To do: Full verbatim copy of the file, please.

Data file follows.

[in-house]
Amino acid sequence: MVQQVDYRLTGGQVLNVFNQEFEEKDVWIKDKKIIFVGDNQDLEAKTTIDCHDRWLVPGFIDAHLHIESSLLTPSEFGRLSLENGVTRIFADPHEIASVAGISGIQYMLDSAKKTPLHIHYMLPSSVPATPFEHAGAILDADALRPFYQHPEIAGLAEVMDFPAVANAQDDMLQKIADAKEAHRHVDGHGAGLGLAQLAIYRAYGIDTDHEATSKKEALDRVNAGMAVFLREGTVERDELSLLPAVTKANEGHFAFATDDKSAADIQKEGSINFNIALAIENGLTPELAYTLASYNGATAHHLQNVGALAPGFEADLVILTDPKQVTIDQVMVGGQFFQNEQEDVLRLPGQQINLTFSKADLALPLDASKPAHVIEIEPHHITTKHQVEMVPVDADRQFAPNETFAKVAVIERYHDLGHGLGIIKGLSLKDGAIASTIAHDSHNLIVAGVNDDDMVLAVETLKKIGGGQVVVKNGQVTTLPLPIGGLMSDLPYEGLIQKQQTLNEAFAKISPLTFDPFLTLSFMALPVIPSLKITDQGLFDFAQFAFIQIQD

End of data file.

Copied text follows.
[in-house]
Amino acid sequence: MVQQVDYRLTGGQVLNVFNQEFEEKDVWIKDKKIIFVGDNQDLEAKTTIDCHDRWLVPGFIDAHLHIESSLLTPSEFGRLSLENGVTRIFADPHEIASVAGISGIQYMLDSAKKTPLHIHYMLPSSVPATPFEHAGAILDADALRPFYQHPEIAGLAEVMDFPAVANAQDDMLQKIADAKEAHRHVDGHGAGLGLAQLAIYRAYGIDTDHEATSKKEALDRVNAGMAVFLREGTVERDELSLLPAVTKANEGHFAFATDDKSAADIQKEGSINFNIALAIENGLTPELAYTLASYNGATAHHLQNVGALAPGFEADLVILTDPKQVTIDQVMVGGQFFQNEQEDVLRLPGQQINLTFSKADLALPLDASKPAHVIEIEPHHITTKHQVEMVPVDADRQFAPNETFAKVAVIERYHDLGHGLGIIKGLSLKDGAIASTIAHDSHNLIVAGVNDDDMVLAVETLKKIGGGQVVVKNGQVTTLPLPIGGLMSDLPYEGLIQKQQTLNEAFAKISPLTFDPFLTLSFMALPVIPSLKITDQGLFDFAQFAFIQIQD